Your source for all things green at Missouri S&T

More on Fitz and stuff

fitzviz.jpg We now have bios of Fitz (the 2008 Honorary St. Patrick) and all of the Honorary Knights. (Hint: click on the word “bios” to read more.)

Starting this week, a steady stream of news releases about plans for the 100th celebration will be leaking out from the Missouri S&T office of public relations. We’ll post links to those stories (about the parade, the re-enactment of the first St. Pat’s on campus, the announcement of St. Pat and his court, the Queen of Love and Beauty candidates, etc.) on this blog.

Also, some folks have been poking around for more information about how St. Pat’s traditions unique to Rolla got started. Lance Haynes is probably the best source of information about the history — he tells us that a kids’ coloring book commemorating the 100th anniversary will soon be widely available in Rolla, and that the coloring book tells the whole story. In the meantime, here’s some of the scoop on the first celebration, which will be re-enacted after the 100th parade March 15:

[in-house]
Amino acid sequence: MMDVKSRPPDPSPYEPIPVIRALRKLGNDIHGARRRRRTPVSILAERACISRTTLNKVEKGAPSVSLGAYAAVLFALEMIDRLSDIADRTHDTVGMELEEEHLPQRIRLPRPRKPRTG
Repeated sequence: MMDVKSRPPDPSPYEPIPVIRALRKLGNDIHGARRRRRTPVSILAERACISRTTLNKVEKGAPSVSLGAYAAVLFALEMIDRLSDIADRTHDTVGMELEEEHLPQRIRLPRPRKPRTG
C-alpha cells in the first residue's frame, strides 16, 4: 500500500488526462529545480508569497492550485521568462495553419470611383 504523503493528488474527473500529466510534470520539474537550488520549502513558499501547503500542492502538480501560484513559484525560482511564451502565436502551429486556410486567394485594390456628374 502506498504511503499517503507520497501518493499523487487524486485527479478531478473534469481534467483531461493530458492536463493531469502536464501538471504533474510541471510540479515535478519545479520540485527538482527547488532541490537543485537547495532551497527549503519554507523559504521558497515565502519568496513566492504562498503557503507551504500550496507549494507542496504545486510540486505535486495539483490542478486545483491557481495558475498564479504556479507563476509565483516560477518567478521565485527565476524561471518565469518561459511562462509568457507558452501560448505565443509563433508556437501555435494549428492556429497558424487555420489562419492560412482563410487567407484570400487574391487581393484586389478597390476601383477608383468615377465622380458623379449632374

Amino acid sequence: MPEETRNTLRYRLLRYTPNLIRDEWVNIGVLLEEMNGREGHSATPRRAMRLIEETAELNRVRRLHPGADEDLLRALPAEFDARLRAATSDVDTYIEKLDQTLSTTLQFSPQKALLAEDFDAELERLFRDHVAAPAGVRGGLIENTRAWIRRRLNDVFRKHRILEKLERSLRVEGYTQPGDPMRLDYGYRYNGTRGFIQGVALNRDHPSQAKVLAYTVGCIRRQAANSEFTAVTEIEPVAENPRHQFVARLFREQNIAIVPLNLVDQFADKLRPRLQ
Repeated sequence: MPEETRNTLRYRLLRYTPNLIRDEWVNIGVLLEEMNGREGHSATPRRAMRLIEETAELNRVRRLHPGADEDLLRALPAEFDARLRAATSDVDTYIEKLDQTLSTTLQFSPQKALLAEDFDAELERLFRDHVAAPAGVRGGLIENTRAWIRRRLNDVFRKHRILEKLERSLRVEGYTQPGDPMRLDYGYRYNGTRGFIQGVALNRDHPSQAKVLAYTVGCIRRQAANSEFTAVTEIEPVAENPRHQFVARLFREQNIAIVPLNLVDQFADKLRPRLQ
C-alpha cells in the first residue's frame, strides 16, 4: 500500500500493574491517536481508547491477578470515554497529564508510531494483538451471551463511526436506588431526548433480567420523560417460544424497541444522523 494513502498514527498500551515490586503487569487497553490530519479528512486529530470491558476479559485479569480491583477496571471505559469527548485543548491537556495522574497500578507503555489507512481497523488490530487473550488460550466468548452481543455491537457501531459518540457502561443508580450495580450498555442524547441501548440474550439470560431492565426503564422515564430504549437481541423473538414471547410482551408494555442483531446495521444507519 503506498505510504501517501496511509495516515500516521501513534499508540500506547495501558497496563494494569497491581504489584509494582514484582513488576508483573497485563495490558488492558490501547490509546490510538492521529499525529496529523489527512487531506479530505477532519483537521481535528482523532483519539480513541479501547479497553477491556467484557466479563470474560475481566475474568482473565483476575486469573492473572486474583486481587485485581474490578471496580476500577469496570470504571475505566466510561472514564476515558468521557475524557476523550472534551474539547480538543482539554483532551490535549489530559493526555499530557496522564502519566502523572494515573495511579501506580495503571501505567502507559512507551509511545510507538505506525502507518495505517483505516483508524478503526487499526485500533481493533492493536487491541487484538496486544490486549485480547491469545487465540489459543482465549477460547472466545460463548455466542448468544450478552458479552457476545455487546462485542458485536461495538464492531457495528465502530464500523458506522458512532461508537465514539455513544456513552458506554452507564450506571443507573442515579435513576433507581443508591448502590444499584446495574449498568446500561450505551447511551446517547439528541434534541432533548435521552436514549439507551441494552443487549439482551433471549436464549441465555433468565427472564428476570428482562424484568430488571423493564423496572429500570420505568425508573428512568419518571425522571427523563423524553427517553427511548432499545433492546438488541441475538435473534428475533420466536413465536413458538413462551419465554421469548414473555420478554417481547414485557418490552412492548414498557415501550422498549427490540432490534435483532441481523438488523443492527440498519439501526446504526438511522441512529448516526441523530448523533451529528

In 1908, a student request for a much-needed day off to celebrate St. Patrick’s Day was denied. When the students decided to skip classes anyway, faculty members complained to the popular lead administrator Lew Young. Hearing this, the students left their party at a railroad depot and came back to Norwood Hall. Draped in a green robe, one of the students, George Menefee, was serving as St. Pat – the student-anointed patron saint of engineers. Menefee asked Young to bow and receive a blessing.

“I dub you the first Honorary Knight of St. Patrick of Rolla,” Menefee is said to have told the faculty representative.

Dr. Lance Haynes, a professor of speech and media studies at Missouri S&T and an amateur historian, has pieced together the events of 100 years ago through research and speculation.

“Maybe the engineering faculty forgave the students because they thought it was funny that St. Pat was the patron saint of engineers,” Haynes says. “Or maybe Lew and George colluded and planned the whole thing. We’ll probably never know the whole truth.”